USB-C

This is the current standard, and it marries power and data delivery with screen connection. USB-C is what you see on most new devices such as smartphones, game controllers, earphone cases, microphones and laptops. Its form factor is small, oblong and reversible, so it can be connected in any way (take it, USB-A). The port’s 100-watt connection makes it perfectly suited for fast charging and data transfer, even with larger devices.

USB-C can do more than other types of USB and get it done faster. USB-C has the potential to replace all other cables, thanks to its various multitasking features. It has the ability to power even the most power-hungry devices, such as laptops and TVs. It can also transmit 40 gigabits of data per second (Gbps) and can be used to deliver 4K video to external monitors.

While manufacturers continue to release new products with ports other than USB-C (look at you, Apple), we can not yet live in a single cable community, but we will get there and we may eventually be relieved of the burden of dragging around multiple cables .

Flash

Technically, Lightning is not USB but rather Apple’s proprietary connection type that works in the same way as USB. You see it on Apple devices, like the iPad and iPhone. It is similar to USB-C in that it is reversible. It supports speeds similar to USB 3.0.

Data transfer rate

Close up of computer cable USB isolated on white background, selective focus
tristan tan / Shutterstock.com

In addition to the different shapes and sizes, USB types also have several speed standards. Keep in mind that some USB cables are only data transfer and others only electricity supply, but also that there are options that can handle both tasks. Be sure to verify the capability of a cable before purchasing it.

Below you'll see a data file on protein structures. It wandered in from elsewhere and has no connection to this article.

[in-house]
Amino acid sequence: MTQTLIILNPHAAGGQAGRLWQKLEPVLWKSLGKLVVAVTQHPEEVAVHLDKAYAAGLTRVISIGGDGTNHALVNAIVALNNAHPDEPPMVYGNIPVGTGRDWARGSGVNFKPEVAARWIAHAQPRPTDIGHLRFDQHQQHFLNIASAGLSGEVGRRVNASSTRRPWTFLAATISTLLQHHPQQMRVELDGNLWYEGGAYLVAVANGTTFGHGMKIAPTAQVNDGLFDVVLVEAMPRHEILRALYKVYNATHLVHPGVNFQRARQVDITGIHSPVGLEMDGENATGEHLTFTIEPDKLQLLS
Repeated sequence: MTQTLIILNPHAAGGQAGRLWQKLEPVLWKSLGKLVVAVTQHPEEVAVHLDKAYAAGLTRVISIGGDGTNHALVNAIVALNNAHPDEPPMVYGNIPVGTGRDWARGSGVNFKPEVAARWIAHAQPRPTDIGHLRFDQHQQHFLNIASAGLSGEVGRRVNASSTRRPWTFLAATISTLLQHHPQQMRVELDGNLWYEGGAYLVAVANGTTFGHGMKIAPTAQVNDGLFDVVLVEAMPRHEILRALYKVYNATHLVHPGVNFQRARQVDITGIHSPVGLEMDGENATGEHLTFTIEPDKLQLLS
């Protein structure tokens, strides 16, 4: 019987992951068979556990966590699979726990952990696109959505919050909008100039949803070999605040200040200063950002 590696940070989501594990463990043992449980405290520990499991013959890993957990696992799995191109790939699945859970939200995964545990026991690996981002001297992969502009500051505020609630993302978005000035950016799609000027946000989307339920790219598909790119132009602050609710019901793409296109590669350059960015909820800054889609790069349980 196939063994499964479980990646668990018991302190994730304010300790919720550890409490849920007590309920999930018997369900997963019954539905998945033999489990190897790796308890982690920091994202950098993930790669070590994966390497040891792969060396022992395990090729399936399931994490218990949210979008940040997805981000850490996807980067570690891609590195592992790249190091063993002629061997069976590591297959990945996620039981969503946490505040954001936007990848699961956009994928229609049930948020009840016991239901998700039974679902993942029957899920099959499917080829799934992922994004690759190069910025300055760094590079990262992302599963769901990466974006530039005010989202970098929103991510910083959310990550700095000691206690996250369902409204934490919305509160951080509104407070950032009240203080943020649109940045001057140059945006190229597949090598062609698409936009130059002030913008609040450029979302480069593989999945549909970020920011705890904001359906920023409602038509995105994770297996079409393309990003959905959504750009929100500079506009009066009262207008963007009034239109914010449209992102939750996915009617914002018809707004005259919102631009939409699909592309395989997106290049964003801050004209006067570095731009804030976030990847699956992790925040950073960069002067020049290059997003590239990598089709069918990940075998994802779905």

The first, USB 1.x, is old and incredibly slow and can only move 1.5 Mbps. Your odds of finding a device in nature still at 1.0 are small to none. The slightly less old (and conveniently slow) USB 2.0 is still relatively common, but you can only find it on older electronics. 2.0 has a full speed option that can handle 12 Mbps, and a high speed version that can handle 480 Mbps. SuperSpeed ​​USB 3.x can transfer data between 5-20 Gbps.

The latest entries, USB 4.0, Thunderbolt 3 and Thunderbolt 4, are where you will find the highest data transfer speeds: a maximum capacity of 40 Gbps. Thunderbolt is another transfer rate standard used in some USB-C cables – all Thunderbolt 3 and 4 cables are USB-C, but not all USB-C cables are Thunderbolt. So if Thunderbolt is what you are looking for then you need to make sure it is part of the cable you are buying.